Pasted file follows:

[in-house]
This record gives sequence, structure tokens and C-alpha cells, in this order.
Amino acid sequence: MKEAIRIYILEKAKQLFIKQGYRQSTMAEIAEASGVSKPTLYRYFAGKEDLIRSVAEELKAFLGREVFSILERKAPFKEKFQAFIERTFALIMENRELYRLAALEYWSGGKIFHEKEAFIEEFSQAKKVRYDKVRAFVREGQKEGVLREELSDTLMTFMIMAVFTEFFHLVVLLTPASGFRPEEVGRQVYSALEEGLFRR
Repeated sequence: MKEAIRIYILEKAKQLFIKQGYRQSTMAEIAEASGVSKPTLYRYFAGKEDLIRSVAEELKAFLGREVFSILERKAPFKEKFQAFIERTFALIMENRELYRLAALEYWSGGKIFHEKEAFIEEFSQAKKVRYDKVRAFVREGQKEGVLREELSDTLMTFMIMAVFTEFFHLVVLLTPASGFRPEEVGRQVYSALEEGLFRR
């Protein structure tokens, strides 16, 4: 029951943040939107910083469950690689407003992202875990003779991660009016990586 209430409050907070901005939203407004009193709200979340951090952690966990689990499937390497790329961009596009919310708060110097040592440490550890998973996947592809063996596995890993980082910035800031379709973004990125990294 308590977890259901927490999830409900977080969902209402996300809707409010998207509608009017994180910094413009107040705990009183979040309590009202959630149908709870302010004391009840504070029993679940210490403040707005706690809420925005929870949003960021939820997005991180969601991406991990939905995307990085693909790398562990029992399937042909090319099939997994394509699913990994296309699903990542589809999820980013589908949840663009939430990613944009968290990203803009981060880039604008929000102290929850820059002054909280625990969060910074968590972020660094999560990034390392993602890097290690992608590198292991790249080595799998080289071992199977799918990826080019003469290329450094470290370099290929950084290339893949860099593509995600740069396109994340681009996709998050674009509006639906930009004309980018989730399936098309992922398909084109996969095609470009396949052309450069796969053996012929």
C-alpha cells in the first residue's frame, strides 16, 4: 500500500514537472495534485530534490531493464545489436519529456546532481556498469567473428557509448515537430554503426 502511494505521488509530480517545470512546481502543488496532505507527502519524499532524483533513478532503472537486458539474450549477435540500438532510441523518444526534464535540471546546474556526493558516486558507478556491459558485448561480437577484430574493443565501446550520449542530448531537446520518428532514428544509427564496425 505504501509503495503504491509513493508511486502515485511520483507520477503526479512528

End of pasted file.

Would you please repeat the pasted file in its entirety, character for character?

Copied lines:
[in-house]
This record gives sequence, structure tokens and C-alpha cells, in this order.
Amino acid sequence: MKEAIRIYILEKAKQLFIKQGYRQSTMAEIAEASGVSKPTLYRYFAGKEDLIRSVAEELKAFLGREVFSILERKAPFKEKFQAFIERTFALIMENRELYRLAALEYWSGGKIFHEKEAFIEEFSQAKKVRYDKVRAFVREGQKEGVLREELSDTLMTFMIMAVFTEFFHLVVLLTPASGFRPEEVGRQVYSALEEGLFRR
Repeated sequence: MKEAIRIYILEKAKQLFIKQGYRQSTMAEIAEASGVSKPTLYRYFAGKEDLIRSVAEELKAFLGREVFSILERKAPFKEKFQAFIERTFALIMENRELYRLAALEYWSGGKIFHEKEAFIEEFSQAKKVRYDKVRAFVREGQKEGVLREELSDTLMTFMIMAVFTEFFHLVVLLTPASGFRPEEVGRQVYSALEEGLFRR
């Protein structure tokens, strides 16, 4: 029951943040939107910083469950690689407003992202875990003779991660009016990586 209430409050907070901005939203407004009193709200979340951090952690966990689990499937390497790329961009596009919310708060110097040592440490550890998973996947592809063996596995890993980082910035800031379709973004990125990294 308590977890259901927490999830409900977080969902209402996300809707409010998207509608009017994180910094413009107040705990009183979040309590009202959630149908709870302010004391009840504070029993679940210490403040707005706690809420925005929870949003960021939820997005991180969601991406991990939905995307990085693909790398562990029992399937042909090319099939997994394509699913990994296309699903990542589809999820980013589908949840663009939430990613944009968290990203803009981060880039604008929000102290929850820059002054909280625990969060910074968590972020660094999560990034390392993602890097290690992608590198292991790249080595799998080289071992199977799918990826080019003469290329450094470290370099290929950084290339893949860099593509995600740069396109994340681009996709998050674009509006639906930009004309980018989730399936098309992922398909084109996969095609470009396949052309450069796969053996012929």
C-alpha cells in the first residue's frame, strides 16, 4: 500500500514537472495534485530534490531493464545489436519529456546532481556498469567473428557509448515537430554503426 502511494505521488509530480517545470512546481502543488496532505507527502519524499532524483533513478532503472537486458539474450549477435540500438532510441523518444526534464535540471546546474556526493558516486558507478556491459558485448561480437577484430574493443565501446550520449542530448531537446520518428532514428544509427564496425 505504501509503495503504491509513493508511486502515485511520483507520477503526479512528